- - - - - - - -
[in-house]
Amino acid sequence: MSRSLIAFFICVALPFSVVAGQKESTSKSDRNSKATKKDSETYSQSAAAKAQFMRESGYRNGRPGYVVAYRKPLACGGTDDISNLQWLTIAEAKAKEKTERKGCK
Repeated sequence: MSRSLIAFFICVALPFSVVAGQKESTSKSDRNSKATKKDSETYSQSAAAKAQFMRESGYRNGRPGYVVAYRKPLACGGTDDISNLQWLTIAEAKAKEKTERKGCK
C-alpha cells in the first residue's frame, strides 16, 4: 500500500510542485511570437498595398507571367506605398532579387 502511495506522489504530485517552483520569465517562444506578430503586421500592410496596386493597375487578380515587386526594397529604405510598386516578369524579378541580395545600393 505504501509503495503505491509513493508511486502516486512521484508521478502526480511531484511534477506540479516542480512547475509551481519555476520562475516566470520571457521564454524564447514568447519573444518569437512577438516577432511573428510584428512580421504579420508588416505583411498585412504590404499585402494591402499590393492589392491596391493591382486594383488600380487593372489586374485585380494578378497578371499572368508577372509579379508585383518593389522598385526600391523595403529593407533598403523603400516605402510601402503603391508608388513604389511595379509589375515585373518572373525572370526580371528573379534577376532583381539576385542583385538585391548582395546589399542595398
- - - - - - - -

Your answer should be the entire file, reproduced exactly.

[in-house]
Amino acid sequence: MSRSLIAFFICVALPFSVVAGQKESTSKSDRNSKATKKDSETYSQSAAAKAQFMRESGYRNGRPGYVVAYRKPLACGGTDDISNLQWLTIAEAKAKEKTERKGCK
Repeated sequence: MSRSLIAFFICVALPFSVVAGQKESTSKSDRNSKATKKDSETYSQSAAAKAQFMRESGYRNGRPGYVVAYRKPLACGGTDDISNLQWLTIAEAKAKEKTERKGCK
C-alpha cells in the first residue's frame, strides 16, 4: 500500500510542485511570437498595398507571367506605398532579387 502511495506522489504530485517552483520569465517562444506578430503586421500592410496596386493597375487578380515587386526594397529604405510598386516578369524579378541580395545600393 505504501509503495503505491509513493508511486502516486512521484508521478502526480511531484511534477506540479516542480512547475509551481519555476520562475516566470520571457521564454524564447514568447519573444518569437512577438516577432511573428510584428512580421504579420508588416505583411498585412504590404499585402494591402499590393492589392491596391493591382486594383488600380487593372489586374485585380494578378497578371499572368508577372509579379508585383518593389522598385526600391523595403529593407533598403523603400516605402510601402503603391508608388513604389511595379509589375515585373518572373525572370526580371528573379534577376532583381539576385542583385538585391548582395546589399542595398